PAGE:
The Museum of Science in Boston has an exhibit, Double Exposure: Photographing Global Climate Change, that makes the signs of change painfully obvious:
    Leading the Museum of Science was one way founding director Bradford Washburn shared his love of learning; his photographs were another. Beginning in the 1930s, Washburn shot over 8,000 black-and-white photos of mountains and glaciers as he suspended his aerial camera from planes and shot rolls of eight-inch film.

    In viewing Washburn's photographs, environmental photojournalist and former Boston Globe reporter David Arnold wondered how global warming may have altered these icy landscapes. In 2005, he began retracing Washburn's steps and re-shooting these photographs from the same angles and vantage points the pioneering mountaineer had used decades earlier. Although Arnold captured the same terrain, the recent images are vastly different and provide powerful evidence of how our planet is changing.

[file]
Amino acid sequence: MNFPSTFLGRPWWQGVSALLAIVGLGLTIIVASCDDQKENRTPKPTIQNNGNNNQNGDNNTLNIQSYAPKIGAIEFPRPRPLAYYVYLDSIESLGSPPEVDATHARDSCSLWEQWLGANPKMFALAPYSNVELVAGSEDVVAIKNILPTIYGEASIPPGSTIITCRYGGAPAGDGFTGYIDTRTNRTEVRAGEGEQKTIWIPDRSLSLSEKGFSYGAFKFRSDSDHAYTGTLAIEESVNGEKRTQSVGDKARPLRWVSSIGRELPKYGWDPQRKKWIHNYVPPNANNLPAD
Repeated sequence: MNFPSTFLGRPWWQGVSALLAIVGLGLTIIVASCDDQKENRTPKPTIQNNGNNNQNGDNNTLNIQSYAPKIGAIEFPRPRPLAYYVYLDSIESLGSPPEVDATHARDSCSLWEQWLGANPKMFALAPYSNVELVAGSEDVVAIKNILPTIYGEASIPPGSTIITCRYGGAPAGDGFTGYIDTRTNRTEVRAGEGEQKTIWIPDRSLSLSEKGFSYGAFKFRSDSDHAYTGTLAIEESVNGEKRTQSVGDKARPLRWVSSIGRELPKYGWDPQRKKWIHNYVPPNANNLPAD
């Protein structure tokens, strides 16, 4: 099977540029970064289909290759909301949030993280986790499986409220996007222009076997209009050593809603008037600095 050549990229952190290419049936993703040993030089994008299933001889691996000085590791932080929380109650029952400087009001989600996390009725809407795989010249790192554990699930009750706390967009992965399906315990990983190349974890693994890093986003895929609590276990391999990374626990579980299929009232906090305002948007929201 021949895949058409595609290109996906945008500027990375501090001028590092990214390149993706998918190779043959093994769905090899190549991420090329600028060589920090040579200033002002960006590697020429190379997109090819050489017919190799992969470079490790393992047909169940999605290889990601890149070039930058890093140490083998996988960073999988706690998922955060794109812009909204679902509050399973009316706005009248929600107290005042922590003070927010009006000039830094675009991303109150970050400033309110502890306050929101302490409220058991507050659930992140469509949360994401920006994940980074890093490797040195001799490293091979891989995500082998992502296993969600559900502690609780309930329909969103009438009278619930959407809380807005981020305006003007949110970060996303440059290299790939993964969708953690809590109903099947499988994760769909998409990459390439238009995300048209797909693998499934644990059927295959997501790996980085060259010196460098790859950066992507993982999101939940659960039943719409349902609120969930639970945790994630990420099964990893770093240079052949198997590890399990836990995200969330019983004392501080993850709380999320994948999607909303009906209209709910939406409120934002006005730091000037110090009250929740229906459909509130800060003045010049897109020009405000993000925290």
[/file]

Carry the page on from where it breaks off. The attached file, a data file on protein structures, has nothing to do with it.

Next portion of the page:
To sign up to use the library's pass to the Museum of Science, click here.

    If you don't want to travel to Boston, you can see the photos at the Double Exposure website. To hear an interview with reporter David Arnold, click here.

    The following is a small sample of the items on climate change in our collection:

    Cox, John D. Climate Crash: Abrupt Climate Change and What It Means for Our Future. [551.79 COX]

    Dimming the Sun. [DVD 551.6 DIM]

    Flannery, Tim F. The Weather Makers: How Man is Changing the Climate and What It Means for Life on Earth. [363.73874 FLA]

    Kunstler, James Howard. The Long Emergency: Surviving the End of the Oil Age, Climate Change, and Other Converging Catastrophes of the Twenty-First Century. [303.4973 KUN]

    Lynas, Mark. High Tide: The Truth about Our Climate Crisis. [363.736 LYN]

    Friday, April 04, 2008

    Poetry Friday--Dr. Martin Luther King, Jr.

    I don't know if King was intentionally a poet, but parts of his speeches could very easily be written out as poems. Take this from his last speech, given 40 years ago last night,
    I don't know what will happen now.
    We've got some difficult days ahead.
    It doesn't matter with me.
    Because I've been to the mountaintop.

    And I don't mind. Like anybody,
    I would like to live a long life.